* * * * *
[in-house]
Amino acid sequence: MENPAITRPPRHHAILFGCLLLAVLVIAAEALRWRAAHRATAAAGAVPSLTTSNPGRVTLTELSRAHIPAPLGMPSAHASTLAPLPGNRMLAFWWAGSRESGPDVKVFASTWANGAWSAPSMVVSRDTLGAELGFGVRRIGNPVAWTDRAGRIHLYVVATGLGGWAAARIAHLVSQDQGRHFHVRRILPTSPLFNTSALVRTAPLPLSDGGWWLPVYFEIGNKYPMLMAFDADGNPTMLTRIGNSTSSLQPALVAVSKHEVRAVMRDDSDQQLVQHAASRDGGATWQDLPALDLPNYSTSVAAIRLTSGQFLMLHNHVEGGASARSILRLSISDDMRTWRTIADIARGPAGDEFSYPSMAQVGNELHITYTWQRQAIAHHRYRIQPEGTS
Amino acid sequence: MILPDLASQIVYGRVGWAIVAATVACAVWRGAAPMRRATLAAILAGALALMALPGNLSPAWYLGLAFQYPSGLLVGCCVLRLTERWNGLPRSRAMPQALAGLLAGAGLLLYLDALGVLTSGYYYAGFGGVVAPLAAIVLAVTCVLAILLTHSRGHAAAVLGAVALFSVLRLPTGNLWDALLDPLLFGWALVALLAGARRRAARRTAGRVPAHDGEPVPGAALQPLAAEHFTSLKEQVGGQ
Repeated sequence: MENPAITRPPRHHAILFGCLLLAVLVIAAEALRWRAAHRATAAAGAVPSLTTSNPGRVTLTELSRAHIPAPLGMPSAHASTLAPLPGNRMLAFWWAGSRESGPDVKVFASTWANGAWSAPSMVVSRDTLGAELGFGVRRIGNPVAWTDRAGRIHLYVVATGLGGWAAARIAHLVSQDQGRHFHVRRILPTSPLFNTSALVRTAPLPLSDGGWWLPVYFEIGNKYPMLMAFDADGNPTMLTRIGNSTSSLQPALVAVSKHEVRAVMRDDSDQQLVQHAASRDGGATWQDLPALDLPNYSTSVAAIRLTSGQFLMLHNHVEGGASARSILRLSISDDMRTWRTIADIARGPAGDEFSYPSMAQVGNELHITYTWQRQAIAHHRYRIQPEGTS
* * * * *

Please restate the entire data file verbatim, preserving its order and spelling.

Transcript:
[in-house]
Amino acid sequence: MENPAITRPPRHHAILFGCLLLAVLVIAAEALRWRAAHRATAAAGAVPSLTTSNPGRVTLTELSRAHIPAPLGMPSAHASTLAPLPGNRMLAFWWAGSRESGPDVKVFASTWANGAWSAPSMVVSRDTLGAELGFGVRRIGNPVAWTDRAGRIHLYVVATGLGGWAAARIAHLVSQDQGRHFHVRRILPTSPLFNTSALVRTAPLPLSDGGWWLPVYFEIGNKYPMLMAFDADGNPTMLTRIGNSTSSLQPALVAVSKHEVRAVMRDDSDQQLVQHAASRDGGATWQDLPALDLPNYSTSVAAIRLTSGQFLMLHNHVEGGASARSILRLSISDDMRTWRTIADIARGPAGDEFSYPSMAQVGNELHITYTWQRQAIAHHRYRIQPEGTS
Amino acid sequence: MILPDLASQIVYGRVGWAIVAATVACAVWRGAAPMRRATLAAILAGALALMALPGNLSPAWYLGLAFQYPSGLLVGCCVLRLTERWNGLPRSRAMPQALAGLLAGAGLLLYLDALGVLTSGYYYAGFGGVVAPLAAIVLAVTCVLAILLTHSRGHAAAVLGAVALFSVLRLPTGNLWDALLDPLLFGWALVALLAGARRRAARRTAGRVPAHDGEPVPGAALQPLAAEHFTSLKEQVGGQ
Repeated sequence: MENPAITRPPRHHAILFGCLLLAVLVIAAEALRWRAAHRATAAAGAVPSLTTSNPGRVTLTELSRAHIPAPLGMPSAHASTLAPLPGNRMLAFWWAGSRESGPDVKVFASTWANGAWSAPSMVVSRDTLGAELGFGVRRIGNPVAWTDRAGRIHLYVVATGLGGWAAARIAHLVSQDQGRHFHVRRILPTSPLFNTSALVRTAPLPLSDGGWWLPVYFEIGNKYPMLMAFDADGNPTMLTRIGNSTSSLQPALVAVSKHEVRAVMRDDSDQQLVQHAASRDGGATWQDLPALDLPNYSTSVAAIRLTSGQFLMLHNHVEGGASARSILRLSISDDMRTWRTIADIARGPAGDEFSYPSMAQVGNELHITYTWQRQAIAHHRYRIQPEGTS